Clinical examination


  • First introduce yourself and explain to the patient that you are examining his/her eyes!
  • On general inspection of the eyes, look for other associated signs:

1. Lid and periorbital oedema. (see Figure 1.)

Figure 1.

2. Ptosis: drooping of the upper eyelid. (see Figure 2.)

Figure 2.

3. Chemosis: swelling of the conjunctiva. (see FIgure 3.)

Figure 3.

4. Conjunctival injection: (see Figure 4.)

Figure 4.

5. Proptosis (see Figure 5.)

Figure 5.


    • Palpate the orbital rim for any swellings, mass and delineate the size, location, and shape.
    • Check for globe pulsation or thrills (it may give clinicians a clue of a vascular origin.)
    • Assess the function of optic nerve of both eyes as it can be important in guiding for urgent ophthalmological referral:
    1. Visual acuity
    2. Confrontational visual field
    3. Relative afferent pupillary defect (RAPD)





    Urgent special investigations may be requested to look for other sinister causes of orbital swellings; examples are tumours, fractures, inflammatory eye disease etc.


      • Plain radiograph: Before CT and MRI, plain radiographs may be useful in delineating any orbital fractures. Two main views are used:



      1. The Caldwell: taken with patient’s nose and  forehead touching the film. 


      The Cardwell view (see figure 6.)

      Figure 6.


      2. The Waters: taken with the patient’s chin slightly elevated, which is useful in detecting orbital floor fractures.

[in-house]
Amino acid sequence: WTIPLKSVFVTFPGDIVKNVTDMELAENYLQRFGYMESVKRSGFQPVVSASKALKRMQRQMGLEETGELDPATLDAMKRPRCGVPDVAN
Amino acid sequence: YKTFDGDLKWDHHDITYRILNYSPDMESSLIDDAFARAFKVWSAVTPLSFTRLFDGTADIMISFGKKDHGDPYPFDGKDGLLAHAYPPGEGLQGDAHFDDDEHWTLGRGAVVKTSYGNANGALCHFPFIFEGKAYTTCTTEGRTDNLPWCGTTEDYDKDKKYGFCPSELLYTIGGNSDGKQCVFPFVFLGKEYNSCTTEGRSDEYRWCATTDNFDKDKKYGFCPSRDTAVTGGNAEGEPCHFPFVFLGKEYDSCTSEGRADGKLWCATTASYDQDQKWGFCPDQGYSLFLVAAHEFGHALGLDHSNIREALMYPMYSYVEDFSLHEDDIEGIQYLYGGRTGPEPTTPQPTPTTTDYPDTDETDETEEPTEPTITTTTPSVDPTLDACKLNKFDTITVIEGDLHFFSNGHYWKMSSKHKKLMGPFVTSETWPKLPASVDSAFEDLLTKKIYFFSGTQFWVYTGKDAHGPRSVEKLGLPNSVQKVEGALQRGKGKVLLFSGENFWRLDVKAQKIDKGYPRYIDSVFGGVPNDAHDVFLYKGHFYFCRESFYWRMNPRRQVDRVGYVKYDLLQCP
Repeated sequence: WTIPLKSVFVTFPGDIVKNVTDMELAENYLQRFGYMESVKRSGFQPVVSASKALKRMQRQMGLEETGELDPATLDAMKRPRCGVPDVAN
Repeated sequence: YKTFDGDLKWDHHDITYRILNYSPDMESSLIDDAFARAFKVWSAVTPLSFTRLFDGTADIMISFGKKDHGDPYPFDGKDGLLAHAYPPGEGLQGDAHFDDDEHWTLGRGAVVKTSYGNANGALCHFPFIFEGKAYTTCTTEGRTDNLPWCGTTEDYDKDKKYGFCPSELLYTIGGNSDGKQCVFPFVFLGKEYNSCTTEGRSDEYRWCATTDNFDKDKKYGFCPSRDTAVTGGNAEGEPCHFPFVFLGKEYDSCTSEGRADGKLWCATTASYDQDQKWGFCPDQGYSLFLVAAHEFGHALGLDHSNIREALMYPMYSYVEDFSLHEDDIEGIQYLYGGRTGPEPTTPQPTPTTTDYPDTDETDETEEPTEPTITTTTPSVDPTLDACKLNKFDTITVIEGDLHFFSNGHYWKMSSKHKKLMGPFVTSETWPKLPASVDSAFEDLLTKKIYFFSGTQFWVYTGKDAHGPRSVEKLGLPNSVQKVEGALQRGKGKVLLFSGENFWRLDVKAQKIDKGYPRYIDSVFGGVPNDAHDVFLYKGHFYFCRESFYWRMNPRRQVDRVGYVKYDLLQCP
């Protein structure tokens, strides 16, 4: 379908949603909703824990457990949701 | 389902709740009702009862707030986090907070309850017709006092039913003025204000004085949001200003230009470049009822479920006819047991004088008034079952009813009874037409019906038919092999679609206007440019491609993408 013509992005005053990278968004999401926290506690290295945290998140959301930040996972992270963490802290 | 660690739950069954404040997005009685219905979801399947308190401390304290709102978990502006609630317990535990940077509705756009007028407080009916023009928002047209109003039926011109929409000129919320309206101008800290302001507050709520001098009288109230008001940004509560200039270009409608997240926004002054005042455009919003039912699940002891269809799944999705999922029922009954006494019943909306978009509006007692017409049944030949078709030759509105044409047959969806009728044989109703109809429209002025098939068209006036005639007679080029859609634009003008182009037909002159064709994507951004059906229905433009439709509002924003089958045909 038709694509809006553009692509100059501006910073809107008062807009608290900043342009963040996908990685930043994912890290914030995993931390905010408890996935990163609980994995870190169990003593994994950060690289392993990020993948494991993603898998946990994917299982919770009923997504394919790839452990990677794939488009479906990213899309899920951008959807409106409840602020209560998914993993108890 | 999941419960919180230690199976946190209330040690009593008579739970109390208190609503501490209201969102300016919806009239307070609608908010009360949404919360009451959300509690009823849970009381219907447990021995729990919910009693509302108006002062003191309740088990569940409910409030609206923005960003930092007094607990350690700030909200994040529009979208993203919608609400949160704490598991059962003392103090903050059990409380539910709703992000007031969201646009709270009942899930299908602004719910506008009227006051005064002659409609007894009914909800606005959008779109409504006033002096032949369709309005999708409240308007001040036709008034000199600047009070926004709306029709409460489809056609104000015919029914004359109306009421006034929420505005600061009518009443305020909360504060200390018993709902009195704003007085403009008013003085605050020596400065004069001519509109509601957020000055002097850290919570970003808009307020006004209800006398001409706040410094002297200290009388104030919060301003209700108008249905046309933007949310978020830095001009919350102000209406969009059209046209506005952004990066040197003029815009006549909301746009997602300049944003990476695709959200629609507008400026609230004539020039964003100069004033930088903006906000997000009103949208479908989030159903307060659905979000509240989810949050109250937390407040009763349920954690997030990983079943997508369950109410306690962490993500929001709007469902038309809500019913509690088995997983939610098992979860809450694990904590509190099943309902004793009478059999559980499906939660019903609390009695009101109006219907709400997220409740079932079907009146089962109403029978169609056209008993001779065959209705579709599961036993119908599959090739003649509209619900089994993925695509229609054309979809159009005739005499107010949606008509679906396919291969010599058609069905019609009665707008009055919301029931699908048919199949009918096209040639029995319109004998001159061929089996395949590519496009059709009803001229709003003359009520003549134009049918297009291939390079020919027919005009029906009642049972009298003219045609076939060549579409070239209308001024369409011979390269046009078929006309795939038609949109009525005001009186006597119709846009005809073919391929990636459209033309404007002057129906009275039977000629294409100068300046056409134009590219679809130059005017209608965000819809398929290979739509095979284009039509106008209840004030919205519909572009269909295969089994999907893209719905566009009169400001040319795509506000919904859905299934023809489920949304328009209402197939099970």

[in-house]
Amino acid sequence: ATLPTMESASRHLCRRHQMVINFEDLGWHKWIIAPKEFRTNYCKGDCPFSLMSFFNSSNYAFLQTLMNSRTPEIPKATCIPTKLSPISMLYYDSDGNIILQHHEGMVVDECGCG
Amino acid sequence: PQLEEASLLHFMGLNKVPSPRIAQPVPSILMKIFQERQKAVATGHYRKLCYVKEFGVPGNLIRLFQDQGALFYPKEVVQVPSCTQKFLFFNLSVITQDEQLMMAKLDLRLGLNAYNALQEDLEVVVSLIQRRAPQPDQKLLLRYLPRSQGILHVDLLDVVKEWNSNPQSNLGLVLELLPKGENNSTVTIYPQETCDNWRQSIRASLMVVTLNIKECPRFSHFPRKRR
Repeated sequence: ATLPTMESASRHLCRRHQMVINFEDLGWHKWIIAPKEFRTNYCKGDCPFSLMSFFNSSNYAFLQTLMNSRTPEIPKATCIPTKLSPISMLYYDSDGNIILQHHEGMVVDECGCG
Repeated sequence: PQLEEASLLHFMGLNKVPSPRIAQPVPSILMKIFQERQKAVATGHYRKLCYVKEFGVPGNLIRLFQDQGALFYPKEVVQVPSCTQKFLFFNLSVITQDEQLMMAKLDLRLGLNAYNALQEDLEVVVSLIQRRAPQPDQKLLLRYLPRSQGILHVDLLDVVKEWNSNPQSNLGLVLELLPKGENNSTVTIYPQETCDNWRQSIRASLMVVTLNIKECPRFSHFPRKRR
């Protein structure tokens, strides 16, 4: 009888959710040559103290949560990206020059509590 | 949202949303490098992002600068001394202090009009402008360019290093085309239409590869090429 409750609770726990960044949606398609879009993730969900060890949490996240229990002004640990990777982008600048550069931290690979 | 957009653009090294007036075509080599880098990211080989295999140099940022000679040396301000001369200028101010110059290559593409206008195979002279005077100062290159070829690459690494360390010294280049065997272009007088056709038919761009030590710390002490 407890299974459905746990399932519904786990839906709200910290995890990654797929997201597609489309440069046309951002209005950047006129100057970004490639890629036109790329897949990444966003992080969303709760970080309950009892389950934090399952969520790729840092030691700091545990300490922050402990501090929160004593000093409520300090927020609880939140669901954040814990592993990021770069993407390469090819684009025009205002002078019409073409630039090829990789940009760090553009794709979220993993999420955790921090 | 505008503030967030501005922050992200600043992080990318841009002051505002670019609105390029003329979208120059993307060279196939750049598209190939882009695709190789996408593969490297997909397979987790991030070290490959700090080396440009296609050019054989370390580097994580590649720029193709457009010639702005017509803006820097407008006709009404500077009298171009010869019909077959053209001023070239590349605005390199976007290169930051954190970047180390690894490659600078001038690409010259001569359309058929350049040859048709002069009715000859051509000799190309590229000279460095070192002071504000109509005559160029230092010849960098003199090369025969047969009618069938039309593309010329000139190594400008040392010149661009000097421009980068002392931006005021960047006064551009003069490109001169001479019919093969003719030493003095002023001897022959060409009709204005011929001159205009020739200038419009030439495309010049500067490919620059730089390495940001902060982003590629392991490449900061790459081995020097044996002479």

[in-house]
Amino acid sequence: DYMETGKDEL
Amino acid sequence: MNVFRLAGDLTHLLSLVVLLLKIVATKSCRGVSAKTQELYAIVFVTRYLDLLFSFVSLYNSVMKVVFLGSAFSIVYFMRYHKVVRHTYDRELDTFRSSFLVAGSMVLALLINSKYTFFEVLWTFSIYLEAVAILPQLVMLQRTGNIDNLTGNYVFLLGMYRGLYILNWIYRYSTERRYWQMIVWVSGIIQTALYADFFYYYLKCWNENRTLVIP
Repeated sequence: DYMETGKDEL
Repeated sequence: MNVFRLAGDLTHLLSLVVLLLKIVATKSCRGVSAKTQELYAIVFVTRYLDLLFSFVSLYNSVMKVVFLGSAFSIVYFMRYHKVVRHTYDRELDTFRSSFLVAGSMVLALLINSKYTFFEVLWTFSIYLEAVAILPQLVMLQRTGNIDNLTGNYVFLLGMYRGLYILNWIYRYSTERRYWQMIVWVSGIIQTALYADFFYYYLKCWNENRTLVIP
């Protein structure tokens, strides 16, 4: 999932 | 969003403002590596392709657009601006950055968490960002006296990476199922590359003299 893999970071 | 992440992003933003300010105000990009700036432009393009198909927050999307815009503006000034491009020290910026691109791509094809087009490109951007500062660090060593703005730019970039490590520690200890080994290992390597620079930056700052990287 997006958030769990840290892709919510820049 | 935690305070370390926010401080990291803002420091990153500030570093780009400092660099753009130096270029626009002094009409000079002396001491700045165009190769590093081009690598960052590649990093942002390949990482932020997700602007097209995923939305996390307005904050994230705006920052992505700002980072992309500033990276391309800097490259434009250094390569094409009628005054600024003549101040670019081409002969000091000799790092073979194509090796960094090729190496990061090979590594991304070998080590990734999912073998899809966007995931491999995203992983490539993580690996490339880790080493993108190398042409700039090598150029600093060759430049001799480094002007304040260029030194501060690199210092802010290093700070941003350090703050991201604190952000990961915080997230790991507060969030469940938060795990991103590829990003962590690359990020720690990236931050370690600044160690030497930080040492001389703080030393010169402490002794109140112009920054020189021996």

The Waters view (see Figure 7.)

      Figure 7.
      • CT: very useful to detect bony structural abnormalities, location and size of space-occupying lesions, orbital fractures, foreign bodies, and haematomas.
      • MRI: has clinical value in imaging any orbital apex lesions and intracranial involvement of orbital tumours.




        There are currently no definitive guidelines for referral to the ophthalmology department, but the urgency of the clinical history may help to prioritise the referrals. These are a few tips that may help:

        • Urgent same/next day referrals - consider this for acute onset of symptoms, infections, trauma and evidence of optic nerve defect (decreased visual acuity, relative afferent pupillary defect (RAPD), red desaturation etc.).
        • Urgent same week referrals - suspicion of malignancy and most paediatric cases benefit from an early review.
        • Non-urgent referrals - for more longstanding conditions that require a routine referral, ask the patient to bring along old photos of themselves to the clinic.




        It is true that focused clinical history is of utmost importance when encountered with a complaint of orbital swelling as it gives you 90% of the diagnosis. The rest of the 10% is complimented with focused eye examination, including testing visual fields, eye movements, accommodation and last but not least, using the ophthalmoscope. In addition to this, it is important to do a systematic review, including examining other affected areas of the body. Special investigations are useful for investigating other sinister causes, e.g. orbital traumas, space-occupying lesions, systemic eye disorders etc.


        Useful resource(s)


          It is very informative, further reading about preseptal cellulitis and its management.


          1. Clinical Opthalmology: A Systematic Approach 5th edition; Jack J. Kanski.
          2. Moorfields Manual of Ophthalmology, Mosby (2008); Jackson TL.
          3. Oxford Handbook of Ophthalmology, OUP (2008); Denniston AKO, Murray PI.